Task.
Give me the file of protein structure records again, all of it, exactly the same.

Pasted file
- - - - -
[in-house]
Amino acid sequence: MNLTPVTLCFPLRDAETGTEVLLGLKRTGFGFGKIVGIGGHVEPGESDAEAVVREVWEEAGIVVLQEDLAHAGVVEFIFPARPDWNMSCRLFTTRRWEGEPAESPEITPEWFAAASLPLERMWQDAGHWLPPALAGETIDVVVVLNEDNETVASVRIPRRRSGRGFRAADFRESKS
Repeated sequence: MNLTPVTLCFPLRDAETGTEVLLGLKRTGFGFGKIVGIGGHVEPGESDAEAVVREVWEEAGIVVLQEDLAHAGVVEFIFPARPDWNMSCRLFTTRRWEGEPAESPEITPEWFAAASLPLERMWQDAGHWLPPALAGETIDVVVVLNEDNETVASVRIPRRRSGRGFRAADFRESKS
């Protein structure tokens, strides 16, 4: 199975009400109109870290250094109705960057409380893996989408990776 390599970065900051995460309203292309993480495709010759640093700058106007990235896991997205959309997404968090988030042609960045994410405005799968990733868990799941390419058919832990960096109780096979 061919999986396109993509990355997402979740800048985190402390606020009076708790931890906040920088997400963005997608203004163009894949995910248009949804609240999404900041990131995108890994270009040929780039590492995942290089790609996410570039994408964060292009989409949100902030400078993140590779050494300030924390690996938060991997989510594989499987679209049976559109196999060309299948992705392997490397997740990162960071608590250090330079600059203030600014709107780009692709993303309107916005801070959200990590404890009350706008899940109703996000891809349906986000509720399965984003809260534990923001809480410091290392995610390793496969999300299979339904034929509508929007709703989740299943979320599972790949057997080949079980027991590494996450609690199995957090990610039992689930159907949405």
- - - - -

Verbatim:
[in-house]
Amino acid sequence: MNLTPVTLCFPLRDAETGTEVLLGLKRTGFGFGKIVGIGGHVEPGESDAEAVVREVWEEAGIVVLQEDLAHAGVVEFIFPARPDWNMSCRLFTTRRWEGEPAESPEITPEWFAAASLPLERMWQDAGHWLPPALAGETIDVVVVLNEDNETVASVRIPRRRSGRGFRAADFRESKS
Repeated sequence: MNLTPVTLCFPLRDAETGTEVLLGLKRTGFGFGKIVGIGGHVEPGESDAEAVVREVWEEAGIVVLQEDLAHAGVVEFIFPARPDWNMSCRLFTTRRWEGEPAESPEITPEWFAAASLPLERMWQDAGHWLPPALAGETIDVVVVLNEDNETVASVRIPRRRSGRGFRAADFRESKS
């Protein structure tokens, strides 16, 4: 199975009400109109870290250094109705960057409380893996989408990776 390599970065900051995460309203292309993480495709010759640093700058106007990235896991997205959309997404968090988030042609960045994410405005799968990733868990799941390419058919832990960096109780096979 061919999986396109993509990355997402979740800048985190402390606020009076708790931890906040920088997400963005997608203004163009894949995910248009949804609240999404900041990131995108890994270009040929780039590492995942290089790609996410570039994408964060292009989409949100902030400078993140590779050494300030924390690996938060991997989510594989499987679209049976559109196999060309299948992705392997490397997740990162960071608590250090330079600059203030600014709107780009692709993303309107916005801070959200990590404890009350706008899940109703996000891809349906986000509720399965984003809260534990923001809480410091290392995610390793496969999300299979339904034929509508929007709703989740299943979320599972790949057997080949079980027991590494996450609690199995957090990610039992689930159907949405």